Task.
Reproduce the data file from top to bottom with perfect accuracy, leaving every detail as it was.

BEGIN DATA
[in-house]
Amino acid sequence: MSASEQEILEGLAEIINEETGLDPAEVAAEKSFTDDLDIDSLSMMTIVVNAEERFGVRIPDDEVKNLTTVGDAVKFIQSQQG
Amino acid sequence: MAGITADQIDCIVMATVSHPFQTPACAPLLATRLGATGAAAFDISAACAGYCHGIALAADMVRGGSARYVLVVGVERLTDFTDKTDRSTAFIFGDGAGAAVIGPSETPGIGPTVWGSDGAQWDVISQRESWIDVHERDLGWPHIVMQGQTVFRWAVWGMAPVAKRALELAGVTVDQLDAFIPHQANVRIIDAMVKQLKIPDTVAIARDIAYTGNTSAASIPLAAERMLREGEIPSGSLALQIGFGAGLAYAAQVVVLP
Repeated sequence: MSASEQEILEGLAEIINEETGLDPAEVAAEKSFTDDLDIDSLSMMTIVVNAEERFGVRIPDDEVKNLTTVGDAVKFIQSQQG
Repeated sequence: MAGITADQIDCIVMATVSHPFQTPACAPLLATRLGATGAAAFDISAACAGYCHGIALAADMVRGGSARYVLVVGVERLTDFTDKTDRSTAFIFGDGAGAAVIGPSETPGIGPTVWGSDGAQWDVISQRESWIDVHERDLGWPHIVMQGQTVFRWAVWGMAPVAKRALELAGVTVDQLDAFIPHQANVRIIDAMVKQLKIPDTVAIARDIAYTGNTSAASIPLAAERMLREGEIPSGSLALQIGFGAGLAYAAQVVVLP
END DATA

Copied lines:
[in-house]
Amino acid sequence: MSASEQEILEGLAEIINEETGLDPAEVAAEKSFTDDLDIDSLSMMTIVVNAEERFGVRIPDDEVKNLTTVGDAVKFIQSQQG
Amino acid sequence: MAGITADQIDCIVMATVSHPFQTPACAPLLATRLGATGAAAFDISAACAGYCHGIALAADMVRGGSARYVLVVGVERLTDFTDKTDRSTAFIFGDGAGAAVIGPSETPGIGPTVWGSDGAQWDVISQRESWIDVHERDLGWPHIVMQGQTVFRWAVWGMAPVAKRALELAGVTVDQLDAFIPHQANVRIIDAMVKQLKIPDTVAIARDIAYTGNTSAASIPLAAERMLREGEIPSGSLALQIGFGAGLAYAAQVVVLP
Repeated sequence: MSASEQEILEGLAEIINEETGLDPAEVAAEKSFTDDLDIDSLSMMTIVVNAEERFGVRIPDDEVKNLTTVGDAVKFIQSQQG
Repeated sequence: MAGITADQIDCIVMATVSHPFQTPACAPLLATRLGATGAAAFDISAACAGYCHGIALAADMVRGGSARYVLVVGVERLTDFTDKTDRSTAFIFGDGAGAAVIGPSETPGIGPTVWGSDGAQWDVISQRESWIDVHERDLGWPHIVMQGQTVFRWAVWGMAPVAKRALELAGVTVDQLDAFIPHQANVRIIDAMVKQLKIPDTVAIARDIAYTGNTSAASIPLAAERMLREGEIPSGSLALQIGFGAGLAYAAQVVVLP